Tag Archives: motorcycle training course

Tough Love


Walter Champion stares contemplatively across the range at the six riders straddling their newly assigned cruisers one behind the next at the starting gate. The starting gate consists of two small, orange rubber cones, no more than three inches high.

“First rider,” he says, holding up his arm. Then he moves his arm from the front of his body to the other side indicating to get in gear and twist the throttle down. “Go!”

The first rider, Sean, complies. Just as he gets into second gear about 15 feet from the start gate, Walter points to the next ride and brings his arm down. Maggie takes off. Then he points to me, his arm up and then down. I take off easing the clutch out from my left hand, giving a little gas on the throttle with my right hand. I gain some speed, pull in the clutch, upshift with my left foot, ease out on the clutch with my left hand, and give it a little more gas with my right hand. And I’m in business. Second gear and entering the left curve at about thirteen mph. Lean left, push left. It feels good.

Counter steering is the act of pushing your handlebars forward (and away from) the direction you want to go. Everything in your mind and body tells you this is going to make you go the other direction, but it doesn’t. The lean is what keeps the tire’s traction on the ground. That, and the head turn. Look where you want to go, the bike magically follows.

Maggie stalls and kills her bike just after the third turn. The rest of us start to slow down. Since most of us don’t know how to downshift, let alone what happens when you break and not pull in the clutch, other riders start killing their bikes as we come to an awkward scattered stop.

As you might remember, rule number one is to obey Walter Champion at all times. Rule number two is do not pass another rider.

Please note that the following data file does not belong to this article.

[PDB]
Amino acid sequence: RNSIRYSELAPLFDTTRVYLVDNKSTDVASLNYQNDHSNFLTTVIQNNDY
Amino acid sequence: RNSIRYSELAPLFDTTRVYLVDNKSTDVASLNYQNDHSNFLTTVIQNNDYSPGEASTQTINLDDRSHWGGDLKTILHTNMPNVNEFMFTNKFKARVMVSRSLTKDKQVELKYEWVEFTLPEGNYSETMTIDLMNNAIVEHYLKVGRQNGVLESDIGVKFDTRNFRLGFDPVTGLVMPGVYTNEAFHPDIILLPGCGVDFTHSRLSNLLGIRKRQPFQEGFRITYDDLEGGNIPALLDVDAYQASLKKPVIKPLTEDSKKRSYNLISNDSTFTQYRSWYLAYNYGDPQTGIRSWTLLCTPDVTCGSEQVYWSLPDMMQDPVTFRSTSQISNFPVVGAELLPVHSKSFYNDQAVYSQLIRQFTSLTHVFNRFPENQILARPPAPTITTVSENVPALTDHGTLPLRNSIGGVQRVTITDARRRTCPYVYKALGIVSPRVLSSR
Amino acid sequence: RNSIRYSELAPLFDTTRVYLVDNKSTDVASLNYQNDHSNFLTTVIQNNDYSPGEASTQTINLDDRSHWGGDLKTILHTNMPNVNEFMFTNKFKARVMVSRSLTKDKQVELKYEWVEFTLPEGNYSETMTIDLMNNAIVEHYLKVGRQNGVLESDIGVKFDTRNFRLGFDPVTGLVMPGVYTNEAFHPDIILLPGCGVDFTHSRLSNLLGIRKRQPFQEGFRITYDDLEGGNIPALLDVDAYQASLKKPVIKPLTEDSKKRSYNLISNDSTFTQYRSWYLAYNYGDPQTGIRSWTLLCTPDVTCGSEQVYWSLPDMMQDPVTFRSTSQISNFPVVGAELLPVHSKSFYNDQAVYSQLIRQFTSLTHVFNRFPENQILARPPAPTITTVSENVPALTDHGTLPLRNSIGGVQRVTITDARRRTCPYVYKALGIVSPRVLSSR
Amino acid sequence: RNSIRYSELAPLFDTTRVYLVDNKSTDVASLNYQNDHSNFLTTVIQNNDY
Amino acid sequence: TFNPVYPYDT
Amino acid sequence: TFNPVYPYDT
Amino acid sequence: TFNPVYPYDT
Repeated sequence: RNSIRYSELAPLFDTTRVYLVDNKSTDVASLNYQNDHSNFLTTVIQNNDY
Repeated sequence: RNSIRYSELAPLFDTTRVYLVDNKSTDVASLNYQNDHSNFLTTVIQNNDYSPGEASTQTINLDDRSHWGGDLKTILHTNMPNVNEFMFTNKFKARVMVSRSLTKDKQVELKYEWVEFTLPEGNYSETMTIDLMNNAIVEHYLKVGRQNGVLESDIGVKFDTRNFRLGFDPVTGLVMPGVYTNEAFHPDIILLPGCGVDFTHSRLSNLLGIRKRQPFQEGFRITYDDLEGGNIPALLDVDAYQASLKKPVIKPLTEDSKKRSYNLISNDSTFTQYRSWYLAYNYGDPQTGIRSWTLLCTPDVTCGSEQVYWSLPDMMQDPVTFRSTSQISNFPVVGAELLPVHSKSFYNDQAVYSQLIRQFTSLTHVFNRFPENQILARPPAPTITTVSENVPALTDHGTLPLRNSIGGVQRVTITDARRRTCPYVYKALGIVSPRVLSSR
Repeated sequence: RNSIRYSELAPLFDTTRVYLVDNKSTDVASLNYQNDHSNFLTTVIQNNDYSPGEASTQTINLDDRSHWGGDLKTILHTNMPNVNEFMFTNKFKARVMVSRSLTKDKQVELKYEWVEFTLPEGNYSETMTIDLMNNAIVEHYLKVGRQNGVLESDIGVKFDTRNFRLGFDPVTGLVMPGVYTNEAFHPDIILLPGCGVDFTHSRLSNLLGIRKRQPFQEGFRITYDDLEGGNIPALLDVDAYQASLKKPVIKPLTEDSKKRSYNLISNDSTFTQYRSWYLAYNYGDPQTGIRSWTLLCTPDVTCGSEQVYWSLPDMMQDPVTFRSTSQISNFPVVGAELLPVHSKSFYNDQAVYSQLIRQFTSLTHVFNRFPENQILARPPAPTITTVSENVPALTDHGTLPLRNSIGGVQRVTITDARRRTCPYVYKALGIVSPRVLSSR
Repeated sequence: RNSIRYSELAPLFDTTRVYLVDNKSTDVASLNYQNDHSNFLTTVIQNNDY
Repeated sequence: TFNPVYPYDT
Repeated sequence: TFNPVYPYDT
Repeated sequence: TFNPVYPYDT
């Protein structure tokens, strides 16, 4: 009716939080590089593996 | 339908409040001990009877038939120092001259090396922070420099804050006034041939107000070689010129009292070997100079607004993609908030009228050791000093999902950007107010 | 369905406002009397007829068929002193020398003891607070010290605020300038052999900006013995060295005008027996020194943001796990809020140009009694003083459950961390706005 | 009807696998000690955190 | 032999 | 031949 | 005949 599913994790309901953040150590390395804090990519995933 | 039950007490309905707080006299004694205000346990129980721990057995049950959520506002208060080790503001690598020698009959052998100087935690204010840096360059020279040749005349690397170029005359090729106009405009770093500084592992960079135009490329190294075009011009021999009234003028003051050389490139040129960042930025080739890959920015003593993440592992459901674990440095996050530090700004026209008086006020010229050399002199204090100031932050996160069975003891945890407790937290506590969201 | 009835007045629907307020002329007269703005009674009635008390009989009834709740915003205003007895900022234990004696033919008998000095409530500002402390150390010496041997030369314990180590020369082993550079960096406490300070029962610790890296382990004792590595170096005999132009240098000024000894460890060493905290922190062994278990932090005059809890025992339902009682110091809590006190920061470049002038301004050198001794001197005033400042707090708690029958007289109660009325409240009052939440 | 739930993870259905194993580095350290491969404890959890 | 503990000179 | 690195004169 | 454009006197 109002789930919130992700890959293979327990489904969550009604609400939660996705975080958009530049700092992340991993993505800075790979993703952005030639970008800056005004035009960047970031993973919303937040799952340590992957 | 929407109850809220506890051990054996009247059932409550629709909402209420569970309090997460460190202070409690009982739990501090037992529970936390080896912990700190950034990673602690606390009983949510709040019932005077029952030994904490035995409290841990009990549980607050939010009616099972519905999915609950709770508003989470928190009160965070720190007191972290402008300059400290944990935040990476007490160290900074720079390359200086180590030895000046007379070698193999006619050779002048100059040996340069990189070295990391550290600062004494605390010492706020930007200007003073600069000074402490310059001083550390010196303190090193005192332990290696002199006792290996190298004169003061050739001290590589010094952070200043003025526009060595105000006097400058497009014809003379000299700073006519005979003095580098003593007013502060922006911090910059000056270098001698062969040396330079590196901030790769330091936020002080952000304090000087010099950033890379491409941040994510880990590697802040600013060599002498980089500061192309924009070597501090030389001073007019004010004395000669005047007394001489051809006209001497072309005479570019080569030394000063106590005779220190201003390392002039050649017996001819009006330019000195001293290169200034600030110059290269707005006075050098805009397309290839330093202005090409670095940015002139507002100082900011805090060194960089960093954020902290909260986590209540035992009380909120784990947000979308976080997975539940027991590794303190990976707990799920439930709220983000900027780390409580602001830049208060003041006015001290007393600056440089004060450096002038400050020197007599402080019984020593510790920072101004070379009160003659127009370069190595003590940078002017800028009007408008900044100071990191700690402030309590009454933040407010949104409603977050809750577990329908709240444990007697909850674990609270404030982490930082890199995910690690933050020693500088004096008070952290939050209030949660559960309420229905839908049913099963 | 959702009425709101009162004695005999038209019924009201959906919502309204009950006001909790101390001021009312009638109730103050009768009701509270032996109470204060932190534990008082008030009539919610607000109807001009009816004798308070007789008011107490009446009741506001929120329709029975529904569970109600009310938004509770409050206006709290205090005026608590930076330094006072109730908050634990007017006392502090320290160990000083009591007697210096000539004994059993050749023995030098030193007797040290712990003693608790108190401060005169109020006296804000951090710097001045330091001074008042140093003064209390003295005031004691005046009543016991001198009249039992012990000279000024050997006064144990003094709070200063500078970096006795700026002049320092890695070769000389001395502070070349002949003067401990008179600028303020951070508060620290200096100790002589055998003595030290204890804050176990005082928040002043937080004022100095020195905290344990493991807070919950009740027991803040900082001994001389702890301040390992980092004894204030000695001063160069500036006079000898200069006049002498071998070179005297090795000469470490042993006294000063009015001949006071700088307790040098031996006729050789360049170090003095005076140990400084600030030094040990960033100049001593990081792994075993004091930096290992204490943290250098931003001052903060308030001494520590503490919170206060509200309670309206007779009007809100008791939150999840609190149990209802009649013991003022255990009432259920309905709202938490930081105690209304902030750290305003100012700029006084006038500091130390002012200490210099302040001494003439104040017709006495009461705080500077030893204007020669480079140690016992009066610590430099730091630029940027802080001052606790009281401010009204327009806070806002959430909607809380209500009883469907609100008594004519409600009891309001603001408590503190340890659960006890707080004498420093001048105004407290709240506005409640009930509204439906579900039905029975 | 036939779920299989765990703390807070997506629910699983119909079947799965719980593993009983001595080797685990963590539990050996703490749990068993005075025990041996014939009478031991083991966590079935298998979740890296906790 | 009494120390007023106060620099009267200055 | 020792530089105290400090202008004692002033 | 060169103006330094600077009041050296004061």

“Goddammit!” Walter yells as he takes long strides, fast and rhythmic, his black leather boots moving quickly in the direction of the stalled out rider. “Get out of first gear. Come on. Go.” Maggie restarts her bike just in time to accelerate away from approaching Walter. “Better. Good,” he says and looks around at us. “All of you, let’s go.”

It is not more than a three minutes later the same girl loses her gear shifter. It comes loose and drags under her bike. The silver metal piece shaped like a backwards upside-down L, which is used to shift gears from 1 half a notch up to Neutral then half a notch to 2 a full notch to 3 and so on, falls off its hinge but not off the bike completely. I have a pretty good look at it because my riding position is directly behind her. It reminds me of a small, shimmering snake slithering between her front and rear tires. It bounces and swings erratically with a few sparks shooting up from under her bike. It takes Walter a minute to fully recognize what’s happened.

Maggie stops her bike again. After pulling up the plastic face mask, she turns in Walter’s direction and says, “The thing fell off.”

I pull in the clutch, downshift, and cover my break in case I need to apply it. We’re going so slowly that it’s almost unnecessary. Once in first, the bike slows so much, you can pretty much glide to a stop. But I apply the front break gently, stop, and wait for further instructions.

“What in the world,” Walter barks. He looks under the bike and realizes that sure enough the chrome gear shifter has come off but not completely and her bike is unusable. He has her walk the broken bike over to the T, another staging area on the side of the range, and has us all line up behind her. He tells us to “shut ’em down,” which means kill the engine, turn the ignition key to off, put down the kickstand, and dismount on the left side of the bike. We comply and he gives us a break while he walks over to the offices, which are like mobile homes on blocks where the helmets and bikes are stored.

About ten minutes later, he rides over on a different bike. Before presenting it to one of us, he takes it around the course a few times and we all watch the expert rider corner. Finally, he’s satisfied and pulls it behind the rest of the bikes. Maggie puts her name tag in the new bike’s plastic slide cover taped to the headlight.